Wednesday, January 3, 2018
This is the twenty-seventh in a series of posts on the "51-To-Life" Project. In Tennessee, if a juvenile is convicted of first-degree murder, there are two sentencing options: (1) life without the possibility of parole; or (2) life with the possibility of parole, with that possibility only existing after the juvenile has been incarcerated for 51 years. In this post, I will explain why Montana treats juvenile homicide offenders better than Tennessee.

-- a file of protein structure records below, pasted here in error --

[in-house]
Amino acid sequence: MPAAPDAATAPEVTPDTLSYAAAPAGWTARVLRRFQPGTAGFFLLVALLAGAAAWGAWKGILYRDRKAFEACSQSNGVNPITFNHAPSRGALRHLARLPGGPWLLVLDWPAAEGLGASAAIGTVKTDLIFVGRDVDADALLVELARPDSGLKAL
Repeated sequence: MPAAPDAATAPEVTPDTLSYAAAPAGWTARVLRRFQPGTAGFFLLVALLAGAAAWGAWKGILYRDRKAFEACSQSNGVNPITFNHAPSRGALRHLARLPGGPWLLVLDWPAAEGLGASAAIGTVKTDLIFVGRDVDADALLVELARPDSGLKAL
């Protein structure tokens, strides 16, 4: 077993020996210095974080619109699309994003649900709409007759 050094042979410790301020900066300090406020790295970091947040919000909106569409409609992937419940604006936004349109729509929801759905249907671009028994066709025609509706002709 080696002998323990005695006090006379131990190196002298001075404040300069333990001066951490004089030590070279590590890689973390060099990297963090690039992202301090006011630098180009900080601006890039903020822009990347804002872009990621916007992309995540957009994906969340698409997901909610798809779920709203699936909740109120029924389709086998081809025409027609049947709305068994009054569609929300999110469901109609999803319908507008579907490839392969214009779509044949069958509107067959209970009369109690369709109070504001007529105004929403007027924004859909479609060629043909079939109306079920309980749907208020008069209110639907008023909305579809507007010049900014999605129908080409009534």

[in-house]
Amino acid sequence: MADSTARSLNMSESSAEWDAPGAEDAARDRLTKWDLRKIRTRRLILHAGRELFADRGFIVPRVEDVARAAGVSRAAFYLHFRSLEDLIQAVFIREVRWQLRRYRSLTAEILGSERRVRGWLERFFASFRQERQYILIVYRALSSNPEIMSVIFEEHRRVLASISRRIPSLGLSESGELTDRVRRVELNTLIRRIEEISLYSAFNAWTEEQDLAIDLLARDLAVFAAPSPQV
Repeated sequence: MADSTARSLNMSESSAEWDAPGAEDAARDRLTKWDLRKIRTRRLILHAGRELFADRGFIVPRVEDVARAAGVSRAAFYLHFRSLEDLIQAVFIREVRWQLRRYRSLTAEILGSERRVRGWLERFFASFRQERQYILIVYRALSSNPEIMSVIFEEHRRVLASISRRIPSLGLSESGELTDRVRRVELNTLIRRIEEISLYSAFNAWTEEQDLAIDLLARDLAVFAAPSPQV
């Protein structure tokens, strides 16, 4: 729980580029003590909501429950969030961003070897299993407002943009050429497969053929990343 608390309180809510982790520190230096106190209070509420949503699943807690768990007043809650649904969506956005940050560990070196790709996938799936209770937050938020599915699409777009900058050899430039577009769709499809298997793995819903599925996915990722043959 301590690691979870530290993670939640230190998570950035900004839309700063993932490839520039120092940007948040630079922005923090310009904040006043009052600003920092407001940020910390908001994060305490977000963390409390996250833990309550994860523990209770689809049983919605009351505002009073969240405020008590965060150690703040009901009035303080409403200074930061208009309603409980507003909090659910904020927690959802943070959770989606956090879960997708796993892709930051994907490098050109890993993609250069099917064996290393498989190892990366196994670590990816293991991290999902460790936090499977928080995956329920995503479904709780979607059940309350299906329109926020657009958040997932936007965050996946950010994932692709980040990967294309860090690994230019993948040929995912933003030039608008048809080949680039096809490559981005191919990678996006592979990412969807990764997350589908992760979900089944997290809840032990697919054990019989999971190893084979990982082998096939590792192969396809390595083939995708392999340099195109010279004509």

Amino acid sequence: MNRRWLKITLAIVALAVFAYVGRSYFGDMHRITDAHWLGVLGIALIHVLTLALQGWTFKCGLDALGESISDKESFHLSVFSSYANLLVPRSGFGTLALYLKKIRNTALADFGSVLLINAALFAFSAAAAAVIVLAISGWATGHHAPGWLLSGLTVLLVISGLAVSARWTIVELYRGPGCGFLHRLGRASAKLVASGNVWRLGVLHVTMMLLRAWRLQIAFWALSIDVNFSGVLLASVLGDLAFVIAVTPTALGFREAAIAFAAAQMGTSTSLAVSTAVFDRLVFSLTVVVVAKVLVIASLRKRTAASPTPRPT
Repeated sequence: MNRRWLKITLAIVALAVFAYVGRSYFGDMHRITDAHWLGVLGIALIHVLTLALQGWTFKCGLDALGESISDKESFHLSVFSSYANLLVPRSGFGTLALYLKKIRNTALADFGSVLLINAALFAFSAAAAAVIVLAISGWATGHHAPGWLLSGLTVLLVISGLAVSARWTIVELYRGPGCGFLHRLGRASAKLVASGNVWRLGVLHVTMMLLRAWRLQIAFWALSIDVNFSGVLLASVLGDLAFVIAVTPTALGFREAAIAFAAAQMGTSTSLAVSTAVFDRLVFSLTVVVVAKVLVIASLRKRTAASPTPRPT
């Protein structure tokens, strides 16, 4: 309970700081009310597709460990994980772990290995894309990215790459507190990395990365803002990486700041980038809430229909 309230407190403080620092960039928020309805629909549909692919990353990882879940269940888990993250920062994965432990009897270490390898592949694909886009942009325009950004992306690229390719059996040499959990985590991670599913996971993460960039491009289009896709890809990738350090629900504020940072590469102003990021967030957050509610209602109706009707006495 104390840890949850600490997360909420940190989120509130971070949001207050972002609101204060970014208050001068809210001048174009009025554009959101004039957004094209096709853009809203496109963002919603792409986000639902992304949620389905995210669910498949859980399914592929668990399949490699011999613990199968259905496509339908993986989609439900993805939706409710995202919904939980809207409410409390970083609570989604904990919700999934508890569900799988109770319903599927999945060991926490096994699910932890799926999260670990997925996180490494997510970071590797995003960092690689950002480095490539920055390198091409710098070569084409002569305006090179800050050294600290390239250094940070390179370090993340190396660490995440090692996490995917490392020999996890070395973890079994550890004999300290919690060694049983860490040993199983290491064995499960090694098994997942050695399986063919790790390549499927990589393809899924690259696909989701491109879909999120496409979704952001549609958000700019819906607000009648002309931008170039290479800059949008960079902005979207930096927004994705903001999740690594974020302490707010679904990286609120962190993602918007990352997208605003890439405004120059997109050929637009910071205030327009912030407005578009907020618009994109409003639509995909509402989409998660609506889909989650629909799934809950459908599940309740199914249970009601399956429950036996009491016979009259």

In 2007, Montana banned juvenile life without parole sentences by amending Section 46-18-222 of the Montana Code so that a life without parole sentence cannot be imposed if "the offender was less than 18 years of age at the time of the commission of the offense for which the offender is to be sentenced"